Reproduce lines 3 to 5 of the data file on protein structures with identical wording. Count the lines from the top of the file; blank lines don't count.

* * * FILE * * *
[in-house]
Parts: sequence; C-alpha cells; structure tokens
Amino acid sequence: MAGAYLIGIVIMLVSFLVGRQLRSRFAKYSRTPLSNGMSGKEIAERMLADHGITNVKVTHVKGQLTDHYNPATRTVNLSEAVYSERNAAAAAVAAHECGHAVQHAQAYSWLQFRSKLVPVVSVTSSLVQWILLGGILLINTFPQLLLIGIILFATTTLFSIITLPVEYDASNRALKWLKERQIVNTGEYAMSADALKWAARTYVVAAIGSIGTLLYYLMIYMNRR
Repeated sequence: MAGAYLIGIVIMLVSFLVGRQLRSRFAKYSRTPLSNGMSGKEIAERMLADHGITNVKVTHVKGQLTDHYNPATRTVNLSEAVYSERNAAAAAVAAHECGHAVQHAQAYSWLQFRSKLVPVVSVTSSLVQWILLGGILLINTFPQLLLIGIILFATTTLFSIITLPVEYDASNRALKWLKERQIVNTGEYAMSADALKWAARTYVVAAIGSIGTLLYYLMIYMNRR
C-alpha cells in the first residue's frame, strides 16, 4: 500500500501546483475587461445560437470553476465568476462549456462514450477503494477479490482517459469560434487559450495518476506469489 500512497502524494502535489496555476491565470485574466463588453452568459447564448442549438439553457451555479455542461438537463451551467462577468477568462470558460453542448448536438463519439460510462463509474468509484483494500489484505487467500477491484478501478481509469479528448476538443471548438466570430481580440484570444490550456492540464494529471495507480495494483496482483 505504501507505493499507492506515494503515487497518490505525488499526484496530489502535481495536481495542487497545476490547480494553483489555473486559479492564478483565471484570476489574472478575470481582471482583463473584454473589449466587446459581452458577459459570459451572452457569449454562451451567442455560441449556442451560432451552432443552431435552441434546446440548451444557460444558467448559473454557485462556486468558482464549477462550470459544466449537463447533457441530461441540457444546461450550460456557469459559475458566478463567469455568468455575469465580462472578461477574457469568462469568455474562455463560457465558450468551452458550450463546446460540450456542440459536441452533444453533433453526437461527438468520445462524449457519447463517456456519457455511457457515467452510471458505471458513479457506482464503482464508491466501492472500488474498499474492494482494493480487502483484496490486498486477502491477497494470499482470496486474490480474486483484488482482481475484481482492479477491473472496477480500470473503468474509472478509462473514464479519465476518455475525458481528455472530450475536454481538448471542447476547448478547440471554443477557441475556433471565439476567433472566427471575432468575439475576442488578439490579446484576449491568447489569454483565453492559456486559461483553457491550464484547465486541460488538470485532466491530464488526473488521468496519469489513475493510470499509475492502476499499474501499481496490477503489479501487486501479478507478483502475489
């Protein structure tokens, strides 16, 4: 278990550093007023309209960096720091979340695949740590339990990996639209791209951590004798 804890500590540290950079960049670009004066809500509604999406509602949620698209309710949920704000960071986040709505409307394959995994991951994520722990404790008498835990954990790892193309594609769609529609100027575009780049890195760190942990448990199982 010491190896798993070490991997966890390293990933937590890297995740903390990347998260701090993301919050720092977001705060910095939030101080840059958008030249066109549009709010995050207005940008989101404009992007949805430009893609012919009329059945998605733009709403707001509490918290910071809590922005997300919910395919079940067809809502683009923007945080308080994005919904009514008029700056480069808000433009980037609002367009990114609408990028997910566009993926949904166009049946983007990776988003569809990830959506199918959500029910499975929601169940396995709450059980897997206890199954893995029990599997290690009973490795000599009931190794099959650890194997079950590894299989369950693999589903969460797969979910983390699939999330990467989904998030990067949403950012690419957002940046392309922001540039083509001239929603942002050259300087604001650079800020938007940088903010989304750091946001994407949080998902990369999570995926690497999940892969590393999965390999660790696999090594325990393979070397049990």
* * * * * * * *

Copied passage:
Amino acid sequence: MAGAYLIGIVIMLVSFLVGRQLRSRFAKYSRTPLSNGMSGKEIAERMLADHGITNVKVTHVKGQLTDHYNPATRTVNLSEAVYSERNAAAAAVAAHECGHAVQHAQAYSWLQFRSKLVPVVSVTSSLVQWILLGGILLINTFPQLLLIGIILFATTTLFSIITLPVEYDASNRALKWLKERQIVNTGEYAMSADALKWAARTYVVAAIGSIGTLLYYLMIYMNRR
Repeated sequence: MAGAYLIGIVIMLVSFLVGRQLRSRFAKYSRTPLSNGMSGKEIAERMLADHGITNVKVTHVKGQLTDHYNPATRTVNLSEAVYSERNAAAAAVAAHECGHAVQHAQAYSWLQFRSKLVPVVSVTSSLVQWILLGGILLINTFPQLLLIGIILFATTTLFSIITLPVEYDASNRALKWLKERQIVNTGEYAMSADALKWAARTYVVAAIGSIGTLLYYLMIYMNRR
C-alpha cells in the first residue's frame, strides 16, 4: 500500500501546483475587461445560437470553476465568476462549456462514450477503494477479490482517459469560434487559450495518476506469489 500512497502524494502535489496555476491565470485574466463588453452568459447564448442549438439553457451555479455542461438537463451551467462577468477568462470558460453542448448536438463519439460510462463509474468509484483494500489484505487467500477491484478501478481509469479528448476538443471548438466570430481580440484570444490550456492540464494529471495507480495494483496482483 505504501507505493499507492506515494503515487497518490505525488499526484496530489502535481495536481495542487497545476490547480494553483489555473486559479492564478483565471484570476489574472478575470481582471482583463473584454473589449466587446459581452458577459459570459451572452457569449454562451451567442455560441449556442451560432451552432443552431435552441434546446440548451444557460444558467448559473454557485462556486468558482464549477462550470459544466449537463447533457441530461441540457444546461450550460456557469459559475458566478463567469455568468455575469465580462472578461477574457469568462469568455474562455463560457465558450468551452458550450463546446460540450456542440459536441452533444453533433453526437461527438468520445462524449457519447463517456456519457455511457457515467452510471458505471458513479457506482464503482464508491466501492472500488474498499474492494482494493480487502483484496490486498486477502491477497494470499482470496486474490480474486483484488482482481475484481482492479477491473472496477480500470473503468474509472478509462473514464479519465476518455475525458481528455472530450475536454481538448471542447476547448478547440471554443477557441475556433471565439476567433472566427471575432468575439475576442488578439490579446484576449491568447489569454483565453492559456486559461483553457491550464484547465486541460488538470485532466491530464488526473488521468496519469489513475493510470499509475492502476499499474501499481496490477503489479501487486501479478507478483502475489